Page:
Illinois public health officials say a fourth person has died who experienced severe bleeding after using synthetic cannabinoids laced with rat poison.
The Illinois Department of Public Health announced the death Tuesday, saying a central Illinois woman in her 30s is the latest death in the state.
There are now more than 150 people in 13 counties who have been sickened by the substance in an outbreak that began on March 7, officials say.
“We continue to see new cases of individuals experiencing severe bleeding after using synthetic cannabinoids,” IDPH Director Nirav D. Shah said in a statement. “Like so many other drugs, synthetic cannabinoids are addictive and people are not able to give them up. Alternatively, they think that it won’t happen to them because they know their dealer or trust wherever they purchased the drugs. If you know someone who uses synthetic cannabinoids, tell them these are deadly products and try to help them get treatment.”
The department says two other deaths were men in their 20s and a third death was a man in his 40s.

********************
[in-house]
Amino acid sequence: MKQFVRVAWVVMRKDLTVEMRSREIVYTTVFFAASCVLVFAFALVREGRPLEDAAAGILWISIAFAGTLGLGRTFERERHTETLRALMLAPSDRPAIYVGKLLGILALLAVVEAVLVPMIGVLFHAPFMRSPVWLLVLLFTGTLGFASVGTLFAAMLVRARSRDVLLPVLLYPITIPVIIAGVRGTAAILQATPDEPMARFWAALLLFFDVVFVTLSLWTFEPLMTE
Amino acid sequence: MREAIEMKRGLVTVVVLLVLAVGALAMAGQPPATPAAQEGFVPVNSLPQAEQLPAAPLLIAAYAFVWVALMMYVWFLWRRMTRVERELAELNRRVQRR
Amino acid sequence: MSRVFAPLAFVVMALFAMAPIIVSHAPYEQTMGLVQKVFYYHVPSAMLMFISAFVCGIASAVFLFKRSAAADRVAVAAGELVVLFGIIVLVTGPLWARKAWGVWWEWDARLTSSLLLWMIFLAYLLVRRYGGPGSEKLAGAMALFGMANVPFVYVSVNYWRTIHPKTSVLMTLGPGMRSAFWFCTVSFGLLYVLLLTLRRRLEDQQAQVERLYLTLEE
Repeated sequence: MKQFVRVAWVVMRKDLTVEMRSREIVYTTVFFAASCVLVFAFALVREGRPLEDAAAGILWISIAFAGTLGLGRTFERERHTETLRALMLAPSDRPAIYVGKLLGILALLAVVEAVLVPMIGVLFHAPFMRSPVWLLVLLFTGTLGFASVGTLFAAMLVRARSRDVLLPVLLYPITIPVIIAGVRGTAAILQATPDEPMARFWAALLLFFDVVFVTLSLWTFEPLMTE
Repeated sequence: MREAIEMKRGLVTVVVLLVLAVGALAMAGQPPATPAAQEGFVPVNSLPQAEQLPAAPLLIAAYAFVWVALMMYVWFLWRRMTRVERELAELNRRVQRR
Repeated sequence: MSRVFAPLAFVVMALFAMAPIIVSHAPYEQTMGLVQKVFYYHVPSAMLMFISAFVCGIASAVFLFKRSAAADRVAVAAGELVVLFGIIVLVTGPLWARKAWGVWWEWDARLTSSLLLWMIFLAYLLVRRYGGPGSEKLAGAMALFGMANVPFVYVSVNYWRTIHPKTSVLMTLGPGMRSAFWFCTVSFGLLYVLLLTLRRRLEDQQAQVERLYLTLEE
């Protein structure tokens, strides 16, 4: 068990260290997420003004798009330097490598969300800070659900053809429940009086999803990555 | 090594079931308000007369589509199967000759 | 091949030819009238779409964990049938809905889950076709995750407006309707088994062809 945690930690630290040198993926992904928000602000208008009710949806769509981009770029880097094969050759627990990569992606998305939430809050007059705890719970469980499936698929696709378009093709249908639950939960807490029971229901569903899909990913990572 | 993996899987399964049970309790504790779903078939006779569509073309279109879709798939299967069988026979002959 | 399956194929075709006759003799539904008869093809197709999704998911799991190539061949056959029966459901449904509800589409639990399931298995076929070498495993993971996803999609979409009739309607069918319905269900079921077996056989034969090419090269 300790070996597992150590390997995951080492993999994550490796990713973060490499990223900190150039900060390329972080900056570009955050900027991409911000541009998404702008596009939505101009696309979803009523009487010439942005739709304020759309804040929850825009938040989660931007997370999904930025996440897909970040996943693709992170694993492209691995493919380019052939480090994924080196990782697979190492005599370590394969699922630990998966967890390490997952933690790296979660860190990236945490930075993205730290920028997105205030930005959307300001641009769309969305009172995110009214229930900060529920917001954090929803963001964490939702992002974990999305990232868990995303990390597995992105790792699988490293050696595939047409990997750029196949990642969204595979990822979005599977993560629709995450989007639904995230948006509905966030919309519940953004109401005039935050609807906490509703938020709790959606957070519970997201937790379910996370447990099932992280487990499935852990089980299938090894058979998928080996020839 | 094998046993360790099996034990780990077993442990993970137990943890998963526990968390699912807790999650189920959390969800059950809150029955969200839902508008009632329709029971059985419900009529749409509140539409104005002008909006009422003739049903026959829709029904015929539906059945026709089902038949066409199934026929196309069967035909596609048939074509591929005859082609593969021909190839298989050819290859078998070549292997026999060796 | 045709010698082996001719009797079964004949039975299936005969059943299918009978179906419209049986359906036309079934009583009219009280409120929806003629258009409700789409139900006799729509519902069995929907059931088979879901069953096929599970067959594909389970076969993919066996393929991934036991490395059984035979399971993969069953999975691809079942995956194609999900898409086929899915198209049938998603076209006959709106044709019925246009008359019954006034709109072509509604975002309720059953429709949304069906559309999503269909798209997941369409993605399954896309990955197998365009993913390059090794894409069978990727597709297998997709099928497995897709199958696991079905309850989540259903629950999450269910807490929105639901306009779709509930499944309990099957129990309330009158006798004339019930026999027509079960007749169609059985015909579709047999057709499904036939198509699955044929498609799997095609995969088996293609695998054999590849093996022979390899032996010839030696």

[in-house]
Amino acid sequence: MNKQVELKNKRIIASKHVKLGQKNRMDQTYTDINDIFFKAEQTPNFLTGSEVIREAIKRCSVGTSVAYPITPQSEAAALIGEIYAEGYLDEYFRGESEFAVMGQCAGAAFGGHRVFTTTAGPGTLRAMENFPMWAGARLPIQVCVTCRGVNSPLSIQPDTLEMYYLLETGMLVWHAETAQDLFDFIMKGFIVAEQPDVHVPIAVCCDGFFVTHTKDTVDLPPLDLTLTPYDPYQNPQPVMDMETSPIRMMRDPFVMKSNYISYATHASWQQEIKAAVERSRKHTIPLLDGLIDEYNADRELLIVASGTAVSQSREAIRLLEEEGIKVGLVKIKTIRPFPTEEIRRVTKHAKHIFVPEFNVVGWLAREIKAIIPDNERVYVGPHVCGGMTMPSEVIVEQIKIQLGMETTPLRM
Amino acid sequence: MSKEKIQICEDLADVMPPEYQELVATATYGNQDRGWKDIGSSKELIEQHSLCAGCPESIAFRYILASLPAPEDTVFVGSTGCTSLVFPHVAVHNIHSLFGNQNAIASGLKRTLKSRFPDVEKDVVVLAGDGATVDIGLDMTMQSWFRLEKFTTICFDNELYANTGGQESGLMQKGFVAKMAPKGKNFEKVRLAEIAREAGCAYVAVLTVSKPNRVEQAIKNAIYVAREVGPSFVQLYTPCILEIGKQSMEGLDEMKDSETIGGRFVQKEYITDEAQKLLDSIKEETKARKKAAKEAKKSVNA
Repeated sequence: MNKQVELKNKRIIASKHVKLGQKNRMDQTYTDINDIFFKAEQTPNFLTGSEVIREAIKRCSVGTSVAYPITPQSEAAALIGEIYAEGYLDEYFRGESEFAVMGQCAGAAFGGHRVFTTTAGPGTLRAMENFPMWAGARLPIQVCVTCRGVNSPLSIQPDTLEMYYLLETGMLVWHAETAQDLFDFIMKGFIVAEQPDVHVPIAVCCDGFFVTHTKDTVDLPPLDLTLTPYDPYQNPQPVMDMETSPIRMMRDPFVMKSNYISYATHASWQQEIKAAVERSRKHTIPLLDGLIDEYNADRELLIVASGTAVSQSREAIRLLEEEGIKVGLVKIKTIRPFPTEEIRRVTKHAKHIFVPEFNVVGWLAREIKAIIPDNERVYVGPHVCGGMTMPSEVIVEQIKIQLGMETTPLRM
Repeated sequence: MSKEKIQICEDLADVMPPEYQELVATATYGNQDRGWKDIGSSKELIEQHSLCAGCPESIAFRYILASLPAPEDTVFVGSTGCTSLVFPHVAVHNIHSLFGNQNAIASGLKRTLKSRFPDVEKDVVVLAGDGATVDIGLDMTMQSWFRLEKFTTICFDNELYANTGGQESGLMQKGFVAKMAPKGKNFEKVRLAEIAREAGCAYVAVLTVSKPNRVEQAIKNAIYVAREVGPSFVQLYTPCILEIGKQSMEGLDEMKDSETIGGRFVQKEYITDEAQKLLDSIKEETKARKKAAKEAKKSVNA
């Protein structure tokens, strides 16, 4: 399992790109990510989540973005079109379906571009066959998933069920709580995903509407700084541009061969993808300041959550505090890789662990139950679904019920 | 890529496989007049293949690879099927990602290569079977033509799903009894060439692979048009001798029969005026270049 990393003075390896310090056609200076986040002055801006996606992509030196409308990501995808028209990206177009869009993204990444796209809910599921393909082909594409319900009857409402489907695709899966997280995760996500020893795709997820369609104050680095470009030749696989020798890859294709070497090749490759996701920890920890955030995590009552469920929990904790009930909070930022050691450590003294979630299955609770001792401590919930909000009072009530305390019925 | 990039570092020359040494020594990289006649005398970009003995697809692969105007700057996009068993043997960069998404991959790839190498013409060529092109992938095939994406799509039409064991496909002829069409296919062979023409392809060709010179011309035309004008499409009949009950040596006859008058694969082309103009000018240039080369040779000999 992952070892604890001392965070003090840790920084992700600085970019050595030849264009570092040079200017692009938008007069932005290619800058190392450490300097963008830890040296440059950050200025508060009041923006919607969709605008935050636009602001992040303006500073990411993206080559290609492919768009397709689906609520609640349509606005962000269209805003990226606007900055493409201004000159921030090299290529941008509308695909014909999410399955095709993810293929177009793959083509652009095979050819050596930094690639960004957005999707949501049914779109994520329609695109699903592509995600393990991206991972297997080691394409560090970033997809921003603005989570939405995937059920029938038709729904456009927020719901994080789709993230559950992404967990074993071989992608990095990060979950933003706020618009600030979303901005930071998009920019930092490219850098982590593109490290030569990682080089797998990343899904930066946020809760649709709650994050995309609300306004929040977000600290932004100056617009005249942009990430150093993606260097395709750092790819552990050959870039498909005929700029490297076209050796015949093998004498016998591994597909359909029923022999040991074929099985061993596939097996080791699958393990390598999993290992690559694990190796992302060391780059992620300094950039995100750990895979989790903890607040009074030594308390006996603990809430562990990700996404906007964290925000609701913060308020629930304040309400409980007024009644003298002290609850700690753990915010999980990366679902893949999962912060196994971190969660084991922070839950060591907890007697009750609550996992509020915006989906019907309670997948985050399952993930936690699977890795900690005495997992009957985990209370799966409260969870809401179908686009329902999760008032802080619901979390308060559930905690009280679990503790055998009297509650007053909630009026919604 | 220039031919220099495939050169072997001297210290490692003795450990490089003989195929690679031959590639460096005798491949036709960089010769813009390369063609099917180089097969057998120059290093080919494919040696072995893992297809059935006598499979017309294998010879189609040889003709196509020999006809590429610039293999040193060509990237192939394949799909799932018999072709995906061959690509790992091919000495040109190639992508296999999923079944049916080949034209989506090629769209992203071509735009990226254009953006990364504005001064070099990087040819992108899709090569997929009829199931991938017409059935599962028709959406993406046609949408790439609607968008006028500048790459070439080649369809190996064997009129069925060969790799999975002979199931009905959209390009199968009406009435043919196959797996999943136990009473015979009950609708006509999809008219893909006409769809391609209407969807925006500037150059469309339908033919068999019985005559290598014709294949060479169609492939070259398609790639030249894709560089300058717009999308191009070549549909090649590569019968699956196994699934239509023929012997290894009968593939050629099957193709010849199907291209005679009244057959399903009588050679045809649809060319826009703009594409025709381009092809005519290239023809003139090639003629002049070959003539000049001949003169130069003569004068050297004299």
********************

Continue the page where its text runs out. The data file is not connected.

Those who have become sick have reported coughing up blood, blood in urine, severe bloody noses, bleeding gums and internal bleeding.
Many of the cases tested positive for a lethal anticoagulant often used in rat poison. State public health officials are urging residents not to use synthetic cannabinoids, or "human-made, mind-altering chemicals sprayed on dried plant material." The products are known as herbal or liquid incense and have brand names such as K2, Spice, Black Mamba, Bombay Blue, Genie, and Zohai, but may be packaged under other brand names also, officials said.
"These chemicals are called cannabinoids because they act on the same brain cell receptors as the main active ingredient in marijuana," IDPH said in a statement. "The health effects from using synthetic cannabinoids can be unpredictable, harmful, and deadly."